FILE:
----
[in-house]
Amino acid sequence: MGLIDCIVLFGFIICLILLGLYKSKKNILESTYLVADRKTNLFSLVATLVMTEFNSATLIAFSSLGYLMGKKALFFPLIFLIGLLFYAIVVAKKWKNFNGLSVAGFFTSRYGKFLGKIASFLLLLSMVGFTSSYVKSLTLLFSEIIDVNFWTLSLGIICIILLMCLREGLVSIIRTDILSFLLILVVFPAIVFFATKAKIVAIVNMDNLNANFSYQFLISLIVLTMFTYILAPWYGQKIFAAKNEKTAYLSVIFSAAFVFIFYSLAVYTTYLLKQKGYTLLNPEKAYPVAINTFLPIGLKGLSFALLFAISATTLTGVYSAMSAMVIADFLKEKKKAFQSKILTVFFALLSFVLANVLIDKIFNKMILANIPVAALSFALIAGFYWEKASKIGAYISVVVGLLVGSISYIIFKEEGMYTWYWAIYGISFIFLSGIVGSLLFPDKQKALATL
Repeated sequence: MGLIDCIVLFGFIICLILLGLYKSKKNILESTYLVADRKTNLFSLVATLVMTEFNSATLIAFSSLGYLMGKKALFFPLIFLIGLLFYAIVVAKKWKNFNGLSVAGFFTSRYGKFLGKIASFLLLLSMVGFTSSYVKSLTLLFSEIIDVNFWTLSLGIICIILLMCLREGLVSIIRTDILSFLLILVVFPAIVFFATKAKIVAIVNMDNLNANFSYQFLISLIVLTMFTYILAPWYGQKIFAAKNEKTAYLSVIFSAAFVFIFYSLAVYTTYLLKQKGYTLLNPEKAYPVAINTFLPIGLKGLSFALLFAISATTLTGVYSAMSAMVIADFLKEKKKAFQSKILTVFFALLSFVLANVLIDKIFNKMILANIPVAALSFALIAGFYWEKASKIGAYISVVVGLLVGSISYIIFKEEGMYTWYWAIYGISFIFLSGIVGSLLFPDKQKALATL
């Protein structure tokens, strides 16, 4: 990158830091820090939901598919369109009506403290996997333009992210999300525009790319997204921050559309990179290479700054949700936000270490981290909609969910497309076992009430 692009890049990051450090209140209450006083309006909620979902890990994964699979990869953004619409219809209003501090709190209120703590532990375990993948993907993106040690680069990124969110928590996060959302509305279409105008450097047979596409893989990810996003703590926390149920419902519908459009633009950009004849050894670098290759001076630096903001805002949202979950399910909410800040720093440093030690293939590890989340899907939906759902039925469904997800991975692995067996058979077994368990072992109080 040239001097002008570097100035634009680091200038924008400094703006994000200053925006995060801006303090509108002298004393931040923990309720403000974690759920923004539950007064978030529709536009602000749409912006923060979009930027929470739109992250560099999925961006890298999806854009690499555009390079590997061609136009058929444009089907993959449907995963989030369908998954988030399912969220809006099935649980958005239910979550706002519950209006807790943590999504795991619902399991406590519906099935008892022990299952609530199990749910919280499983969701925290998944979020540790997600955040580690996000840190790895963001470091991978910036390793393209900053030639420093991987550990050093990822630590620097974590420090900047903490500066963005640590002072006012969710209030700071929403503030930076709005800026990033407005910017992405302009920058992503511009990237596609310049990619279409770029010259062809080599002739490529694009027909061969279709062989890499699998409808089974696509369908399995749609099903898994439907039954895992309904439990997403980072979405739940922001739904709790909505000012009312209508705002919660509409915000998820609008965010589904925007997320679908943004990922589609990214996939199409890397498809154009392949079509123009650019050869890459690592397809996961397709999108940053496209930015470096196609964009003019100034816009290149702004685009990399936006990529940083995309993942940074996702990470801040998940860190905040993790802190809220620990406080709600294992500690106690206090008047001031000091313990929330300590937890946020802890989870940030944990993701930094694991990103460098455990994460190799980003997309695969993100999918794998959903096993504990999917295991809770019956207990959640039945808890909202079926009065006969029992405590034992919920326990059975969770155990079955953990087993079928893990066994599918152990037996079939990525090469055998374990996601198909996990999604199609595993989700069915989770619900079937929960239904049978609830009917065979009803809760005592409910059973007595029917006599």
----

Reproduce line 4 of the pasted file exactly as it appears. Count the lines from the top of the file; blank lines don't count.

């Protein structure tokens, strides 16, 4: 990158830091820090939901598919369109009506403290996997333009992210999300525009790319997204921050559309990179290479700054949700936000270490981290909609969910497309076992009430 692009890049990051450090209140209450006083309006909620979902890990994964699979990869953004619409219809209003501090709190209120703590532990375990993948993907993106040690680069990124969110928590996060959302509305279409105008450097047979596409893989990810996003703590926390149920419902519908459009633009950009004849050894670098290759001076630096903001805002949202979950399910909410800040720093440093030690293939590890989340899907939906759902039925469904997800991975692995067996058979077994368990072992109080 040239001097002008570097100035634009680091200038924008400094703006994000200053925006995060801006303090509108002298004393931040923990309720403000974690759920923004539950007064978030529709536009602000749409912006923060979009930027929470739109992250560099999925961006890298999806854009690499555009390079590997061609136009058929444009089907993959449907995963989030369908998954988030399912969220809006099935649980958005239910979550706002519950209006807790943590999504795991619902399991406590519906099935008892022990299952609530199990749910919280499983969701925290998944979020540790997600955040580690996000840190790895963001470091991978910036390793393209900053030639420093991987550990050093990822630590620097974590420090900047903490500066963005640590002072006012969710209030700071929403503030930076709005800026990033407005910017992405302009920058992503511009990237596609310049990619279409770029010259062809080599002739490529694009027909061969279709062989890499699998409808089974696509369908399995749609099903898994439907039954895992309904439990997403980072979405739940922001739904709790909505000012009312209508705002919660509409915000998820609008965010589904925007997320679908943004990922589609990214996939199409890397498809154009392949079509123009650019050869890459690592397809996961397709999108940053496209930015470096196609964009003019100034816009290149702004685009990399936006990529940083995309993942940074996702990470801040998940860190905040993790802190809220620990406080709600294992500690106690206090008047001031000091313990929330300590937890946020802890989870940030944990993701930094694991990103460098455990994460190799980003997309695969993100999918794998959903096993504990999917295991809770019956207990959640039945808890909202079926009065006969029992405590034992919920326990059975969770155990079955953990087993079928893990066994599918152990037996079939990525090469055998374990996601198909996990999604199609595993989700069915989770619900079937929960239904049978609830009917065979009803809760005592409910059973007595029917006599």